In 1938, it was purchased by James Napier of Old Kilpatrick on the Firth of Clyde in Scotland.

 Second World War

After a relatively short period as a Clyde based yacht, due to the outbreak of War in September 1939, OCEAN ROVER was laid-up in Bowling Harbour.  It was requisitioned by the Admiralty during November 1939, along with practically the entire British Fishing Fleet, to undertake the duties of Mine Sweeping and Coastal Patrol.

It was, understandably, used as a Group Commander's Head Quarters ship. Without conventional fishing equipment - trawl winch/gallows etc, it would not have been readily suitable without extensive conversion, to undertake practical mine sweeping duties.

It was designated as a Torpedo recovery vessel based at Arrochar, Port Bannatyne, Ormidale - Loch Riddon, and Rothesay, prior to becoming an anti-mine calibrating vessel stationed at Rosyth, Granton and Leith. 

It then took up duties on the South Coast, being Portsmouth based and working from the Solent out-station of Cowes.



Most other vessels of her size were trawlers.   These were quickly sold out of Admiralty service very soon after the war was over in 1945.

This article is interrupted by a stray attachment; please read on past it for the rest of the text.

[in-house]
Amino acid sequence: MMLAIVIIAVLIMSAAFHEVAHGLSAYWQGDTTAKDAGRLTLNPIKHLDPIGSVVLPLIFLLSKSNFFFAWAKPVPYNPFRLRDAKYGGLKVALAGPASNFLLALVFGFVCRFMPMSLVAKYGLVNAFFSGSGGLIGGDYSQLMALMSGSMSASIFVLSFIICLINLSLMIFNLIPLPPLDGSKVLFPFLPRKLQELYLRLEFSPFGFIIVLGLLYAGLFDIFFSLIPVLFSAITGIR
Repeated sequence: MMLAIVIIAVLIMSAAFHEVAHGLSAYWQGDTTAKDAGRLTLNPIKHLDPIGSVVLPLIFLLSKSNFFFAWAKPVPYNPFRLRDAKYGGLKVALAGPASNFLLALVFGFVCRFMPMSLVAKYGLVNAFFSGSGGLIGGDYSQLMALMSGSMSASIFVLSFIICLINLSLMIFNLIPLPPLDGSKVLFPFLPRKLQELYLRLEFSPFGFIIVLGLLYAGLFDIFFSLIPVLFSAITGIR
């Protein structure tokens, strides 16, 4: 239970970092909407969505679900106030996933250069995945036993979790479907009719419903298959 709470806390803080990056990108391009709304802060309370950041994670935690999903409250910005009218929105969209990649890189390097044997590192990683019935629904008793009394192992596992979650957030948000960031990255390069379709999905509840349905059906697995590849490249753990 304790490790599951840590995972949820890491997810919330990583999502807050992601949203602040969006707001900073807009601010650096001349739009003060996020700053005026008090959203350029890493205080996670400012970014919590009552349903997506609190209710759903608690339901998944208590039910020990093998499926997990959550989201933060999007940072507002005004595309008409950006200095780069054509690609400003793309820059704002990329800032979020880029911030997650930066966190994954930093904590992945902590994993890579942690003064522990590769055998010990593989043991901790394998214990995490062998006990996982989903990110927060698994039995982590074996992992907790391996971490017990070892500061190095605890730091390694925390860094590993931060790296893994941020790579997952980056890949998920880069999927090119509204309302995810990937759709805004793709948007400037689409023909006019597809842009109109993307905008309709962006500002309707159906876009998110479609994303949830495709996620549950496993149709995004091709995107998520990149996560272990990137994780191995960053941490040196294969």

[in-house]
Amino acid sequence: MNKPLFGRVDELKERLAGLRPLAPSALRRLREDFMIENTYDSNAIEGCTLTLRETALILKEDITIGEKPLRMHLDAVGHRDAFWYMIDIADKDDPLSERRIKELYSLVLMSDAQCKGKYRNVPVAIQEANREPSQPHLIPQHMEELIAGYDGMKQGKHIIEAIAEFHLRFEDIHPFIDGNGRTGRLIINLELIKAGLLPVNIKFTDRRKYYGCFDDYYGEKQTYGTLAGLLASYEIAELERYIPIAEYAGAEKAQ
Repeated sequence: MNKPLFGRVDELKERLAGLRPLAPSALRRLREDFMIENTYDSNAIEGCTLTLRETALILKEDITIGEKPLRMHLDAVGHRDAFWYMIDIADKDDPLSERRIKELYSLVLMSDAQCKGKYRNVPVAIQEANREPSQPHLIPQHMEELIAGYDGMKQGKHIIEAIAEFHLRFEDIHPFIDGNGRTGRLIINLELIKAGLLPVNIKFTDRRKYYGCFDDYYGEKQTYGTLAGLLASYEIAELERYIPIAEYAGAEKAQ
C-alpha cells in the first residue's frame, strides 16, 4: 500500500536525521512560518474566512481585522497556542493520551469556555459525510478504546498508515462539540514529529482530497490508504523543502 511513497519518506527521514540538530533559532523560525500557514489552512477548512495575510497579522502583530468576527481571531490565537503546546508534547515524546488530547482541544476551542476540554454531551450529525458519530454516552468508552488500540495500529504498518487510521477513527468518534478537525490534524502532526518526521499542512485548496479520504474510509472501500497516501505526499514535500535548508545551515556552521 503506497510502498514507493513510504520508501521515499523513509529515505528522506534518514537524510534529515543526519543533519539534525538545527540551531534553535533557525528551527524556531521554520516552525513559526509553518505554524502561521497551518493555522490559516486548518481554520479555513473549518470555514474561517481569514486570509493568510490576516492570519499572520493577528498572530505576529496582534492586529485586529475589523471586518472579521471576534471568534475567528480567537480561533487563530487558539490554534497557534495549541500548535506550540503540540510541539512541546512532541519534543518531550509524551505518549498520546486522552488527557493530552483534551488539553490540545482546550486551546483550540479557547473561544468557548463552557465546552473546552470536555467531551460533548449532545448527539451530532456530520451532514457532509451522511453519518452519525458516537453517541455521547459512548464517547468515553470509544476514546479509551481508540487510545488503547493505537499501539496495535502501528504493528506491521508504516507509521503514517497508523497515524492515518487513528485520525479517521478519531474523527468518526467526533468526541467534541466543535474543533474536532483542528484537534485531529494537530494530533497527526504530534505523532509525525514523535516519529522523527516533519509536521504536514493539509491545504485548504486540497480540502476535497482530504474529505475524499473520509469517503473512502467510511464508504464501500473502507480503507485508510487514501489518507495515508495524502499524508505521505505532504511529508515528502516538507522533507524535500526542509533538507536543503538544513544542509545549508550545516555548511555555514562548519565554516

However, OCEAN ROVER remained laid-up at Portsmouth, apparently not suitable for commercial use, until 1949,  when it was purchased by Mr. F. D. Fenston of London.  He moved it over to Cowes to be cleaned up and re-furbished as a yacht.  The crew were still accommodated in the original open plan cabin on the aft side of the Engine Room bulkhead.

Materials for luxurious projects, such as yachting, were very strictly controlled by government edict and coal was even more strictly rationed.  So OCEAN ROVER remained unused for quite some time, mostly laid-up in a mud berth at the yard of G. Marvin in Cowes.

Isle of Wight

By 1954 most of the war-time restrictions had been lifted and OCEAN ROVER had a new owner, F G (Tiny) Mitchell  -  a Peterborough multi-millionaire and a keen and successful racing yachtsman in the Solent.